ERIN TIERNEY/CHRONICLE PHOTO - City Councilors still have to choose which side of Mill Street will lose it parking privileges to make room for a bike lane.
SPRINGFIELD – Parking on Mill Street will be cut in half as the City of Springfield eyes street safety improvements. That’s according to Kristi Krueger with the Department of Public Works, who on Monday gave council an update on the Mill Street Reconstruction Project.
“We are looking at ways (to enhance) traffic calming and pedestrian crossing safety,” Krueger said.
The Oregon Department of Transportation has given the green light for the federally funded project. The survey work, traffic counts, and parking utilization study that began in late February have wrapped up, and construction is targeted to begin in 2024, Krueger said.
Mill Street is a “collector” for residents and some commercial use, with access to two of Springfield’s main arteries – Centennial Boulevard and Main Street.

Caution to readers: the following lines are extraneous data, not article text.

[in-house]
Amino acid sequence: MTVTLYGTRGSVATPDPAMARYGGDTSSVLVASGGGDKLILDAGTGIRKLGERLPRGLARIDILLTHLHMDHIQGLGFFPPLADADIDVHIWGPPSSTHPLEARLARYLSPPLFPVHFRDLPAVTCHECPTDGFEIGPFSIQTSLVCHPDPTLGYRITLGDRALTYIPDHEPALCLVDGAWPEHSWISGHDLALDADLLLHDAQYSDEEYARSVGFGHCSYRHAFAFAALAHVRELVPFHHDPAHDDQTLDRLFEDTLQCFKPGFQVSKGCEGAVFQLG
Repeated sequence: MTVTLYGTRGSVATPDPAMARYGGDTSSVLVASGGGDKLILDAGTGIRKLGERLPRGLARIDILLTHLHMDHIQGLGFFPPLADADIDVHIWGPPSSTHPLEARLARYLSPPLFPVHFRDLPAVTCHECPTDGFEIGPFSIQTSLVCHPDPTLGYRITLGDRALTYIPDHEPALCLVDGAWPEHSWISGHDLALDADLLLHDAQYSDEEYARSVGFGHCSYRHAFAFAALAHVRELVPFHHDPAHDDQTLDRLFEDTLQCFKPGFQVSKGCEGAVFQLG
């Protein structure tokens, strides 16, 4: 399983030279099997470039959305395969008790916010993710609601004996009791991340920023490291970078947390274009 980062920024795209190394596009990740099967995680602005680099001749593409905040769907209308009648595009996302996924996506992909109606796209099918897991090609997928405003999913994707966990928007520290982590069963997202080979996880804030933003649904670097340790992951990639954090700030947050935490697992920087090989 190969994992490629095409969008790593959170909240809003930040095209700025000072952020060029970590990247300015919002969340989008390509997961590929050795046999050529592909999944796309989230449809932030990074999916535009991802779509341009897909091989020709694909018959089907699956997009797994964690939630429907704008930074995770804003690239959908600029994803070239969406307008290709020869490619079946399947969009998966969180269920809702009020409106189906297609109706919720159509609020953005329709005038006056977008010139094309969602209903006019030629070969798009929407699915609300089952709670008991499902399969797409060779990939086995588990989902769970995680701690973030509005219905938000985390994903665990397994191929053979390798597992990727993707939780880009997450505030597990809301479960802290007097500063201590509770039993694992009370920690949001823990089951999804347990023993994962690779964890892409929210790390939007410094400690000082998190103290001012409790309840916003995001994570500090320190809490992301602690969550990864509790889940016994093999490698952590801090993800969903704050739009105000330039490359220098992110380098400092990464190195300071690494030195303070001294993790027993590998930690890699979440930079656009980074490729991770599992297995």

The street has reached a point of deterioration that is beyond that of regular maintenance, according to a flier mailed to residents, and improvements are needed to ensure the road is safe for drivers, pedestrians, and cyclists.
Between 2008-15, nine cyclist-involved crashes were reported due to lack of visibility and proper infrastructure for cyclists.
“We don’t have a biking facility at all on Mill Street so we will have to include that as part of this project,” Krueger said. And due to the competing elements and the existing right-of-way constraints, Krueger said that the project will require parking to be removed from one side of the street to make room for bicycle infrastructure.